Saleh Ahmed, an assistant professor of Global Studies and Environmental Studies in the School of Public Service, recently published a chapter on resilience and development in “The Routledge Handbook of Planning Megacities in the Global South.”
In his chapter, “Urban resilience and sustainable development trajectories: Insights from Dhaka,” he argues that development and resilience efforts should be decentralized and should reach people beyond the geographical and/or jurisdictional boundaries of any city.
Both development and resilience are multi-scaler and multi-dimensional. A region-wide development strategy, which includes development and resilience efforts in the rural areas and small towns, can play an effective role of managing urban challenges in megacity context. Cities in the global South have a history of undermining the importance of economic growth, development and investments in areas outside of major urban centers. Without carefully planning, interventions, and investments in core and peripheral areas, cities in the global South will not be able to achieve inclusive growth, development and resilience. Ahmed highlights all these interconnected aspects of development and resilience, which have strong policy relevance in other parts of the global South facing similar social, economic and urban challenges.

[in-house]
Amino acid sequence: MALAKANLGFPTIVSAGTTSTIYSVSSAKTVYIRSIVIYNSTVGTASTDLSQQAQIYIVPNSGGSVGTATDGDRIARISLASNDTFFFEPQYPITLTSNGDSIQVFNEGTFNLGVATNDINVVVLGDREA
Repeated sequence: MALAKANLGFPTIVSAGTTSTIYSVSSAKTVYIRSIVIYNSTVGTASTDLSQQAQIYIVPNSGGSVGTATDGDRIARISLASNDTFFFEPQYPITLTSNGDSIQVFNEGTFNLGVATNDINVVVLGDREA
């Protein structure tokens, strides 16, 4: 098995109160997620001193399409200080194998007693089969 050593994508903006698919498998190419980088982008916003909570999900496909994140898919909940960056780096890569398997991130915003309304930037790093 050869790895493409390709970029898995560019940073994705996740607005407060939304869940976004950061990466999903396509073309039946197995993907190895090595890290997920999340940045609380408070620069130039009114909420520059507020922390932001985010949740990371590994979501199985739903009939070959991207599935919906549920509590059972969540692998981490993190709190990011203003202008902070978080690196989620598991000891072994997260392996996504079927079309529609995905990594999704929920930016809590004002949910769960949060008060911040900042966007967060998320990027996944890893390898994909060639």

In the same line, Ahmed also reviewed “Resilience: The Science of Adaptation to Climate Change,” (eds. by Zinta Zommers and Keith Alverson) for the Journal of Planning Education and Research. Ahmed explains that chapters in this book have applied various scientific methods, used precautionary principles and highlighted the importance of experiential learning.
Overall, this book has been an attempt to bridge the gaps between science, society and policy, and effectively contributed to the process of epistemological development. Authors in various chapters pointed that cultural, social, psychological and ethnographic nuances must be taken into adaptation considerations for building a resilient society.